Under the Adequate Test, an entity is not required to incur more expenditure or engage more employees than it really needs if it is carrying on the Relevant Activity/CIGA. Therefore, an entity needs should not unduly rely on expenditure incurred or employees based outside the UAE to carry out the CIGA in the UAE.

The Guidance also clarifies that under certain conditions, CIGAs can be undertaken by the board of directors (in addition to their legal duties as directors) to reduce/eliminate the need for employees.

4. Compliance, reporting & penalties

Any companies subject to Economic substance regulations UAE will be compelled to the following two compliance/reporting requirements:

  1. Notification
  2. Report submission.


Businesses are required to notify the relevant regulatory authority, typically the license issuing authority, on the following:

  • Whether it carries out a Relevant Activity;
  • If so, if all or part of the gross income in relation to the Relevant Activity is subject to tax outside the UAE
  • The date of its financial year end (“FYE”).

Economic Substance Report

An affected business is required to satisfy the Economic substance regulations UAE test and submit a report to the regulatory authority. This report generally contains information on the following:

  • Type of the Relevant Activity performed
  • Amount and type of income generated in relation to the RA
  • Location of business and if applicable, plant, property and equipment used for the relevant activity in the UAE
  • Number of full-time employees with qualifications
  • Information regarding CIGAs
  • Declaration whether the Economic Substance Test is met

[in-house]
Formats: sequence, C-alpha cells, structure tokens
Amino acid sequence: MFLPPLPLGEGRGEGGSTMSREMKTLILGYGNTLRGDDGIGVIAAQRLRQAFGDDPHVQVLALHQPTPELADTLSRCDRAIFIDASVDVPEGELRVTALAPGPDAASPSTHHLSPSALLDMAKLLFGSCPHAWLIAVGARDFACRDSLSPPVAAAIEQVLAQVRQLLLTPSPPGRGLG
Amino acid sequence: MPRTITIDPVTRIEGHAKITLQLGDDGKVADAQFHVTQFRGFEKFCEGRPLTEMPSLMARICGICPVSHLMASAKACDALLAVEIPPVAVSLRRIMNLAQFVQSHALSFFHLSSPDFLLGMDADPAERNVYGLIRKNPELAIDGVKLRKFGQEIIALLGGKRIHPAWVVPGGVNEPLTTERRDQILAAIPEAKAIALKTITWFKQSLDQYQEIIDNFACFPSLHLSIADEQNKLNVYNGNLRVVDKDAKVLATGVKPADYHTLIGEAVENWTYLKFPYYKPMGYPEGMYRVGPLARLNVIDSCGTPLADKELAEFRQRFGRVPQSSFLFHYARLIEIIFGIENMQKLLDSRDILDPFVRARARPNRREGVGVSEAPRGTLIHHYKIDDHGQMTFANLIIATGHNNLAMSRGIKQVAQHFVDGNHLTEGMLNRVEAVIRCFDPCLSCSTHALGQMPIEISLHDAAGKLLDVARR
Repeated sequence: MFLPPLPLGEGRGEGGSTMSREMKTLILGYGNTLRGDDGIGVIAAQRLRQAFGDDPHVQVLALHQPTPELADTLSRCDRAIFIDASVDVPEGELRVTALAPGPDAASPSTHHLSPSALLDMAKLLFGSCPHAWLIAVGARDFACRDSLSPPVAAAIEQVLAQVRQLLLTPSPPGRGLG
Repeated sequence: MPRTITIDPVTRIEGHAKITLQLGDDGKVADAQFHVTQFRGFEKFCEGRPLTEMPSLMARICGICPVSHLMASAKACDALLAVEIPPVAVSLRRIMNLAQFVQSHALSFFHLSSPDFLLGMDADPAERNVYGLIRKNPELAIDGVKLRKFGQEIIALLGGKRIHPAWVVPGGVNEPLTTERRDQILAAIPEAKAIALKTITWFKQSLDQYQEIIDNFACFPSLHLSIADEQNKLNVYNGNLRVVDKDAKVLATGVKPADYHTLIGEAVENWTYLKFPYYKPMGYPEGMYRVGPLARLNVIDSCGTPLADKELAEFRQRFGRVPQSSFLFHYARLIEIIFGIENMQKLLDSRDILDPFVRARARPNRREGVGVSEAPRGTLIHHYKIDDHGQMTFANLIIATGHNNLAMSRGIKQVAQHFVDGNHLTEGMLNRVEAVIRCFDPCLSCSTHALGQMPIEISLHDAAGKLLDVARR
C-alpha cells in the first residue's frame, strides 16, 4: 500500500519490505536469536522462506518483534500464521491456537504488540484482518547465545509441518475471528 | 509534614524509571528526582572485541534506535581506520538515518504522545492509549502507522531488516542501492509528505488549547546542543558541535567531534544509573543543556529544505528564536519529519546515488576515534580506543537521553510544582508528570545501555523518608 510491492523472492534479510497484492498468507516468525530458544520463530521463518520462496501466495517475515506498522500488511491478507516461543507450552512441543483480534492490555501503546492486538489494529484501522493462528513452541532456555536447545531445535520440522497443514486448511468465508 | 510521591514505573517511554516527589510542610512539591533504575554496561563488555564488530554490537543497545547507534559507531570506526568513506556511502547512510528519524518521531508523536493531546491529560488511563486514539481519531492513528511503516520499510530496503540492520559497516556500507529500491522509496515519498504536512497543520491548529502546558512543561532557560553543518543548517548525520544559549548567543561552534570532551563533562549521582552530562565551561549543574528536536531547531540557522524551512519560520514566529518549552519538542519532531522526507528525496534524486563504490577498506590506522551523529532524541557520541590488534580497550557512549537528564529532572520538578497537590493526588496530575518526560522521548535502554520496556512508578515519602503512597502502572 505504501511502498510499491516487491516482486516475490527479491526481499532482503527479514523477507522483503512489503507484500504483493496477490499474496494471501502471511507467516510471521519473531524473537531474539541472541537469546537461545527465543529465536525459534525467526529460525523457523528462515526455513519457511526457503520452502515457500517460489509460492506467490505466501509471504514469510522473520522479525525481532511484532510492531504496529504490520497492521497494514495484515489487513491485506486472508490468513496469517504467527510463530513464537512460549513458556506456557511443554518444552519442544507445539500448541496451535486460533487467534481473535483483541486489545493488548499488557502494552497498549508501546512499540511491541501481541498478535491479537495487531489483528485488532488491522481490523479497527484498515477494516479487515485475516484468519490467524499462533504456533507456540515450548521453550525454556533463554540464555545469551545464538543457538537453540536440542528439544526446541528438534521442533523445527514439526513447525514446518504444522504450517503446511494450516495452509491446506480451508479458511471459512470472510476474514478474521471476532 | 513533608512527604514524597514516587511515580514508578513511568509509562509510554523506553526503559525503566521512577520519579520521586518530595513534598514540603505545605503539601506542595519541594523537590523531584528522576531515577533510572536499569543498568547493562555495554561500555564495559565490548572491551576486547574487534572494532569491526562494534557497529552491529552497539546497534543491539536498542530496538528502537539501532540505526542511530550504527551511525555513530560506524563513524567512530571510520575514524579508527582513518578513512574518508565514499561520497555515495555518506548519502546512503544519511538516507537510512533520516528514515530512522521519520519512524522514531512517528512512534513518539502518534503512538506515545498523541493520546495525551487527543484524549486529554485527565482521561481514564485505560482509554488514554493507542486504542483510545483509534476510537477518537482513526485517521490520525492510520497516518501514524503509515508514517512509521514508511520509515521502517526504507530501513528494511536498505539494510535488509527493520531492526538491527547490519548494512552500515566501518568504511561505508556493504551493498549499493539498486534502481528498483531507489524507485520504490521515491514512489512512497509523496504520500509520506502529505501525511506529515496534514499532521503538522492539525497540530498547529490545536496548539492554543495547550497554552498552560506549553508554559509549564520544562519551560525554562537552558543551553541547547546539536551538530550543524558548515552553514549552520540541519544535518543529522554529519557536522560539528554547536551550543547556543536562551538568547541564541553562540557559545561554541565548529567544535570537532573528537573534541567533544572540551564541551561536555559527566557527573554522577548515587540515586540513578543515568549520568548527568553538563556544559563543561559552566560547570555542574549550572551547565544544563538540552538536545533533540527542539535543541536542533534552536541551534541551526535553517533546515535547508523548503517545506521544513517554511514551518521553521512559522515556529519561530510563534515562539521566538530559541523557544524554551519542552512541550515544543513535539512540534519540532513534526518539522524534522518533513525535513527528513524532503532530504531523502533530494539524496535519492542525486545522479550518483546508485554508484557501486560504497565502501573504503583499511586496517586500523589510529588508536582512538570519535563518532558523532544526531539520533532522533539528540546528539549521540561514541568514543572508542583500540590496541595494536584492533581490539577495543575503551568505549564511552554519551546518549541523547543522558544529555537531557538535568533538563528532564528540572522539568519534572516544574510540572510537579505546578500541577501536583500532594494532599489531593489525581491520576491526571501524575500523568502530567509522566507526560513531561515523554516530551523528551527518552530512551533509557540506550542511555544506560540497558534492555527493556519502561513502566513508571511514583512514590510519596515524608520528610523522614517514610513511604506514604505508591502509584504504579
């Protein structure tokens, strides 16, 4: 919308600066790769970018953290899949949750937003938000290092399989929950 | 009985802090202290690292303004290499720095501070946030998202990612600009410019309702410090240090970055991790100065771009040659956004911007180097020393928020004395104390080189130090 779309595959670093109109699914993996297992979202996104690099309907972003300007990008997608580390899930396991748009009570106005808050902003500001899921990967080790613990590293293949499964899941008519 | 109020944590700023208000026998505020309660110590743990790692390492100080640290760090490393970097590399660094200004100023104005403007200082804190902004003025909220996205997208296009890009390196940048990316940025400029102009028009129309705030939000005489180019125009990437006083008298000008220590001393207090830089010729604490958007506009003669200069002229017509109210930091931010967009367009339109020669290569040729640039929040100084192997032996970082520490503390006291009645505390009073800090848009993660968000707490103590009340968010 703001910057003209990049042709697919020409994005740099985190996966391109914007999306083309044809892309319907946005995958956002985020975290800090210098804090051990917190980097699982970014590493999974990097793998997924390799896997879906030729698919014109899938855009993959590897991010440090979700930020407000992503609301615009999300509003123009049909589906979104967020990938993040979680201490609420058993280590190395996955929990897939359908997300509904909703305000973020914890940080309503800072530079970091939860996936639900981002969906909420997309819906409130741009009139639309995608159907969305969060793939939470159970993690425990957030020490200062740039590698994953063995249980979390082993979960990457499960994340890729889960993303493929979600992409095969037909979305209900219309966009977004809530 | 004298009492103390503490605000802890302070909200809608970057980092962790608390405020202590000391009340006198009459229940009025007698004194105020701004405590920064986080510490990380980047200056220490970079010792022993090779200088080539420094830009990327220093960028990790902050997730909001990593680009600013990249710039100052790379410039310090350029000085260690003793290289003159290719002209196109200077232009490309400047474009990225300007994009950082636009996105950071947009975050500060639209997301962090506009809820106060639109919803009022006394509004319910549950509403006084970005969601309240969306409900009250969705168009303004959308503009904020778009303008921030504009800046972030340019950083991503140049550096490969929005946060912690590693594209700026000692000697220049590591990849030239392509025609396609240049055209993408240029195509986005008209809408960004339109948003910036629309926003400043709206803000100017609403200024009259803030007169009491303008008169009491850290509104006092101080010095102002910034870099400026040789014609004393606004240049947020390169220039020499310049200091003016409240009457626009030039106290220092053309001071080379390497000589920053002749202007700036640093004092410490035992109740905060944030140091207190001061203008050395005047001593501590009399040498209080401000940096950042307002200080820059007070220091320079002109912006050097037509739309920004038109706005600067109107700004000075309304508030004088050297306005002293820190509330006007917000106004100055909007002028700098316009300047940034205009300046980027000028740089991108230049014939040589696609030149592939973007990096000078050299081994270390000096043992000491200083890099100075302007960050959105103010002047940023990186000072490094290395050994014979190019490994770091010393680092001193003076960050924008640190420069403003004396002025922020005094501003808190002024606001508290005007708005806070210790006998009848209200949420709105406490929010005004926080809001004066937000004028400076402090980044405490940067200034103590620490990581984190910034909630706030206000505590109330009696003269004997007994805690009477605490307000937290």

• Further information in case of a high-risk IP business; and
  • Further information if the relevant activity is outsourced (e.g. demonstrating that the outsourced relevant activity is carried out in the UAE, the Licensee exercises adequate supervision of the relevant activity, and that the level of resources employed by the third party service provider are adequate in relation to the level of the relevant activity outsourced).

Deadlines and format

The timing/deadline and form of the notification have not been defined as yet.

According to the rules, the ES report needs to be prepared and submitted within twelve months following the Financial Year End of the company.

Implications of ES test non compliance

If the regulatory authority assesses that the above ES tests have not been met for a financial period, it will issue a notice to the company

  • covering the reasons for such determination,
  • the amount of applicable penalty,
  • the payment due date,
  • the recommended action to be taken by the company,
  • and the right to appeal.

A financial penalty beginning from AED 10,000 and up to AED 50,000 would be imposed for the first year of non-compliance. Subsequent instances of non-compliance may attract a penalty of up to AED 300,000. Failure to provide information or inaccurate information would also attract penalties ranging from AED 10,000 and up to AED 50,000.

In addition, the regulatory authority also has the power impose administrative action including the suspension, revocation or non-renewal of the license of the licensee in case of consecutive non-compliance.

If the relevant entity does not comply to the ES tests, the MOF will notify the foreign competent authority of the parent company, country of ultimate parent company and the ultimate beneficial owners of the relevant company.